While I’ve never pursued a tenure track position (and never intend to!), I have started thinking more about my intellectual contributions beyond teaching (which I do only occasionally and when my schedule allows) and training academics to engage with the public.
I’m working on three projects currently, but the biggest and best one has to be kept a secret for now.
My second project has been in progress since 2002, when I read the entire Hippocratic Corpus (in Greek!) and wrote a MA thesis on the doctor as performer in Hippocrates. While writing my PhD dissertation on British India, I came across sources on the mind-body connection in medicine and assertions that it was a uniquely Eastern phenomenon. Since then I’ve been slowly accumulating evidence of it in the Hippocratic Corpus and following the mind-body connection and other Hippocratic notions (such as medical geography) up into the 21st century. I still think often about what the Hippocratic Corpus teaches us re: how to be a doctor and how much of that ancient notion we’ve retained in 21st century Western medicine.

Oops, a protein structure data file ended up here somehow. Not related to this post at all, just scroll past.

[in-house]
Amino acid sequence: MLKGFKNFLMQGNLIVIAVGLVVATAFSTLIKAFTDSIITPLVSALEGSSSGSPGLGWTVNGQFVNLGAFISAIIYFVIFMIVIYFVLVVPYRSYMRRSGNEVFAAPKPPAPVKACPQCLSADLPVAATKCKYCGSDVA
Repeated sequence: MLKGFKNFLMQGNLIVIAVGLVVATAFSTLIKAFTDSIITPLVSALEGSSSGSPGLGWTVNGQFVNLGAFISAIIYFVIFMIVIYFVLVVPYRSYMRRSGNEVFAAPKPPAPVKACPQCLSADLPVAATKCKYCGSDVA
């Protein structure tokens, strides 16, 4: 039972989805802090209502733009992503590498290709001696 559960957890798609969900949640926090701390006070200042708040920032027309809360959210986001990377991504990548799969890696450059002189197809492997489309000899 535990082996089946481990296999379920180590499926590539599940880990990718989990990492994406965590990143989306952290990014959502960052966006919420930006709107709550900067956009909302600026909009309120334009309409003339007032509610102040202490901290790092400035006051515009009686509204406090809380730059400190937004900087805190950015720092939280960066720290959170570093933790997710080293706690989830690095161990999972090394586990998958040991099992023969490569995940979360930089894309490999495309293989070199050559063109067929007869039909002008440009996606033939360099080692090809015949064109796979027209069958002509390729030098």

My third project comes out of my love for the Arctic, which originated in 2008 at SUNY Buffalo when I worked on a project on literacy in the Canadian Arctic and Lapland with archaeologist Ezra Zubrow. (Also, I’m from Buffalo, so the cold doesn’t bother me.) Since then, I’ve been collecting data on independent explorer Louise Arner Boyd (1887-1972) and her work on behalf of the US Army during WWII. I’ve also been working on a project involving images of the Inuit, as well as Inuit bodies, in the 19th century.
Right now the biggest struggle is trying to decide whether to publish in a scholarly or popular venue.